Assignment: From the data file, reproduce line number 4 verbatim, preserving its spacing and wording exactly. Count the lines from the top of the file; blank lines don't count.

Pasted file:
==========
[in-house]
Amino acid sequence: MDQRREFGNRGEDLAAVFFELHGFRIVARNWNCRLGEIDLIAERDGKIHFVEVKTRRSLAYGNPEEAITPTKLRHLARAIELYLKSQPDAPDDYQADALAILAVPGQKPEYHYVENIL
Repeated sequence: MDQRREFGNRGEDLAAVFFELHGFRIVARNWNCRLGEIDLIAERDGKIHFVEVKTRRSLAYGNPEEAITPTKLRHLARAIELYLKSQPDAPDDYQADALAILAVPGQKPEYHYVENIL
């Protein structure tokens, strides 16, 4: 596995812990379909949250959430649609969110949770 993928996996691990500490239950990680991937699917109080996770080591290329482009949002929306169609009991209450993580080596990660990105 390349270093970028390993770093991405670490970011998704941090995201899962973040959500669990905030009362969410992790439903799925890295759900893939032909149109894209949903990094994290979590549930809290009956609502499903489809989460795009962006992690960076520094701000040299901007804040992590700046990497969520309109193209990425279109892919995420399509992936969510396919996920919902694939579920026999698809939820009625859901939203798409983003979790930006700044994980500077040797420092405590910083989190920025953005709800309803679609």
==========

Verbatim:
């Protein structure tokens, strides 16, 4: 596995812990379909949250959430649609969110949770 993928996996691990500490239950990680991937699917109080996770080591290329482009949002929306169609009991209450993580080596990660990105 390349270093970028390993770093991405670490970011998704941090995201899962973040959500669990905030009362969410992790439903799925890295759900893939032909149109894209949903990094994290979590549930809290009956609502499903489809989460795009962006992690960076520094701000040299901007804040992590700046990497969520309109193209990425279109892919995420399509992936969510396919996920919902694939579920026999698809939820009625859901939203798409983003979790930006700044994980500077040797420092405590910083989190920025953005709800309803679609």